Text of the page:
2. Correct: the document and the content must be clear and precise. Find the balance between providing too much or too little detail. If the manual is too detailed and contains a lot of superfluous information, it might confuse the franchisees and employees, or they might merely scan through it. This would make the document useless. Conversely, scant, or inadequate content might impede performance, affecting service delivery as well as consistency. You need to strike the right balance and create a document that is both useful and practical.
  3. Concise: review all operating procedures, business processes and work practices with a view to simplifying them. Avoid falling into the trap of adding to the complexity of the business with excessive details and difficult language. A good manual helps in simplification, standardisation, staff training, performance improvement and other aspects of operations management, especially when management and oversight is done from a distance. Content should be drafted in a style that is direct, positive and in short, easy to understand sentences.
  4. Coordinated and structured: an operations manual requires a formal structure; it must be organised into logical sections so that it is easy to reference and use. It is also important to create a single source of all the essential business information with easy access for all who need to utilise it. Furthermore, the manual you create should be prompt in delivering accurate information to franchisees and employees, and its search functionality should work fast and smoothly.
  5. Centralised: another important factor to consider is where and how you present the operations manual. Hard copy or printed manuals are really a thing of the past and there are many online options you can utilise. Remember, keeping your systems and processes in a central location will allow you or anybody else access at any time and anywhere they are working from.
  6. Creative: in this time of social media, TikTok videos and short concise content, people do not want to be presented with pages and pages of notes and instructions that they must read through and understand. Get creative with your operations manual content. Decide how best to present specific information and always keep in mind who is going to consume the content. For example, instead of a long list of step-by-step procedures, a process flowchart might be a better way of communicating the requirements; or instead of a written instruction pertaining to meeting and greeting a customer coming into your business, do a video of the way you want it done. Make your manual a valuable information resource by adding relevant images and videos wherever possible. You’ve heard the saying “a picture is worth a thousand words”, well apparently, a video is worth over a million words. With a relevant and creative document explaining all your business procedures and processes, there is little to no scope of employees assuming things or doing things their own way.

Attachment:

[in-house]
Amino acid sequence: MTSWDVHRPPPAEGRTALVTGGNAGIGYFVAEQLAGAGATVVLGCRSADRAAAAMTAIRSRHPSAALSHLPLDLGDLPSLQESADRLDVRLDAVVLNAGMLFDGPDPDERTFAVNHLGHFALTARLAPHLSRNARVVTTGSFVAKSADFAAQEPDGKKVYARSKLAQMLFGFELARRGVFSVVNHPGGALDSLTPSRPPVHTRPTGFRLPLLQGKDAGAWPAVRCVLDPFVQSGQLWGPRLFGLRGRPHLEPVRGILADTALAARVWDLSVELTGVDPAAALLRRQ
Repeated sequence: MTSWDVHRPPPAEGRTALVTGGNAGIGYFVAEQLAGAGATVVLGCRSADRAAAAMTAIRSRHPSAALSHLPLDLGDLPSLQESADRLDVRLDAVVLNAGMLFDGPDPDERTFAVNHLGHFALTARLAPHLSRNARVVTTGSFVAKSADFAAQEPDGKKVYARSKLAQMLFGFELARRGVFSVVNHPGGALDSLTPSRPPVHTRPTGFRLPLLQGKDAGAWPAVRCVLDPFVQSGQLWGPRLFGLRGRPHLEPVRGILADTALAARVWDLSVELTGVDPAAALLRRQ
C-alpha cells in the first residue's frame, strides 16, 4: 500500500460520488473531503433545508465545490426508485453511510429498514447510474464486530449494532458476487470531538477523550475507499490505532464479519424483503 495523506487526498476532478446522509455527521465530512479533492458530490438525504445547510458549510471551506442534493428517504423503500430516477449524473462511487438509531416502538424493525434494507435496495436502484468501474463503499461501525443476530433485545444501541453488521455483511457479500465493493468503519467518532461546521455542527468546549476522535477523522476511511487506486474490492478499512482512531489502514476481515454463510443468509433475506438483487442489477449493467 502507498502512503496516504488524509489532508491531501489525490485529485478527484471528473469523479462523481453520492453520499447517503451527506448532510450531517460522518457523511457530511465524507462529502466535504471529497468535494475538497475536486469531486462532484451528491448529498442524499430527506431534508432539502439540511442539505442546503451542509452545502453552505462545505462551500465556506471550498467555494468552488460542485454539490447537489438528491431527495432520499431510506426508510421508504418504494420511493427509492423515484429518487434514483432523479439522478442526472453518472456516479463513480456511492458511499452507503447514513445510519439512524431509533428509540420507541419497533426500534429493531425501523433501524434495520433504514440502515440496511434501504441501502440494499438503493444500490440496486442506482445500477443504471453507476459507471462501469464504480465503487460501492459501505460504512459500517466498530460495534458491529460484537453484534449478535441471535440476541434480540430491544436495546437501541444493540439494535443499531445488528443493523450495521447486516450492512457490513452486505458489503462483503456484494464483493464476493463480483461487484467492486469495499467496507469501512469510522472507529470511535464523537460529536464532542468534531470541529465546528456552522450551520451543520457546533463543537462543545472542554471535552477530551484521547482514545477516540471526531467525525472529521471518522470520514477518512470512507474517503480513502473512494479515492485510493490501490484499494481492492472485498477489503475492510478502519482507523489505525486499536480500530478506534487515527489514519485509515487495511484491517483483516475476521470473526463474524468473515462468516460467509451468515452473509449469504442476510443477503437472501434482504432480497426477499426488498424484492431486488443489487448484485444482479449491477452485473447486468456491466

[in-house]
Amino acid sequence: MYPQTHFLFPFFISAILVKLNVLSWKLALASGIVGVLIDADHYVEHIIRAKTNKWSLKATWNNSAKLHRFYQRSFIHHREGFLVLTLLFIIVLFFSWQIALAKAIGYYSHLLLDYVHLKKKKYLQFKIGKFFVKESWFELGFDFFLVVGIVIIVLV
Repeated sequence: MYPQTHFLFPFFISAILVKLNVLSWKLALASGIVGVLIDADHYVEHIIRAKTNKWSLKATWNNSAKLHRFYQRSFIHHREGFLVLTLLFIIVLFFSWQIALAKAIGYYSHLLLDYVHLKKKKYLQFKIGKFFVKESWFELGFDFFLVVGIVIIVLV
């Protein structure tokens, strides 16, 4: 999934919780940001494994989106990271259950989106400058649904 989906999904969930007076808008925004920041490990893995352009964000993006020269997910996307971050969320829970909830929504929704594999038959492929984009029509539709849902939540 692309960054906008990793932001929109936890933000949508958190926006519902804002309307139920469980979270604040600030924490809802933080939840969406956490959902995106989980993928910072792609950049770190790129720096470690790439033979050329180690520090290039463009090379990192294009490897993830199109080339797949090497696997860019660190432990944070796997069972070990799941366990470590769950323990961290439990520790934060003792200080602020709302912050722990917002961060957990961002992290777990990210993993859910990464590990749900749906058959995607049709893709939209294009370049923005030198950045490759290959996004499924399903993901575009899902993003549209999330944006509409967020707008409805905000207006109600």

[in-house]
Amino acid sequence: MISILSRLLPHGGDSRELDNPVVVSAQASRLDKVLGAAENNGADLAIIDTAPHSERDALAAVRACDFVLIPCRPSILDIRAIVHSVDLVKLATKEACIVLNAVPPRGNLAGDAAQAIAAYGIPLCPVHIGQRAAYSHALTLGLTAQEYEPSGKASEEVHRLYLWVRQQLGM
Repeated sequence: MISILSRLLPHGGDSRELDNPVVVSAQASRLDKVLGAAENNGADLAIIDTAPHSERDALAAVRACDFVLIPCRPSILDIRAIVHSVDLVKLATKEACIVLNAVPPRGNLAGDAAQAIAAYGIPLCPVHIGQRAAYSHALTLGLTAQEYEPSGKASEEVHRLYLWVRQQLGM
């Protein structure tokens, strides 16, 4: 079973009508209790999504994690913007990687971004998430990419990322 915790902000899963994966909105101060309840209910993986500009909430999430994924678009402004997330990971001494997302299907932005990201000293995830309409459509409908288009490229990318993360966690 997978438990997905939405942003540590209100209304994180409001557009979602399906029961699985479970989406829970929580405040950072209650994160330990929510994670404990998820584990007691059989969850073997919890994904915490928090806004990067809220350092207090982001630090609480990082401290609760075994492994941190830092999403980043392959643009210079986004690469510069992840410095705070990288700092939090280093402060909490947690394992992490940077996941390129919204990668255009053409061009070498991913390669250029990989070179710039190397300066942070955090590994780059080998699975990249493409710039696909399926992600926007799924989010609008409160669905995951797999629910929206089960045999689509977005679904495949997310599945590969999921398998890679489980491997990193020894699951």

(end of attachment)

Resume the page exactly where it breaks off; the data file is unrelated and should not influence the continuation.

7. Current: we often refer to operations manuals as being “living documents”. An operations manual is never “finished”, and businesses and methods evolve and develop over time. The content must therefore be reviewed and revised on an ongoing basis to ensure that it is always current and reflective of where your business is. If your manual is current, there can be no question about whether the process being followed is the most recent version because everything is always up-to-date and stored in the manual. Ensure that updates are actioned quickly and communicated to the franchisees and employees timeously.

Conclusion

So, make your operations manual detailed enough to be useful, but simple enough to follow without putting the reader into a coma. Make your operations manual a pertinent, fun, and exciting resource in your business and you’ll guarantee maximum adoption and implementation of the business policies and procedures by franchisees and employees.

Franchising Plus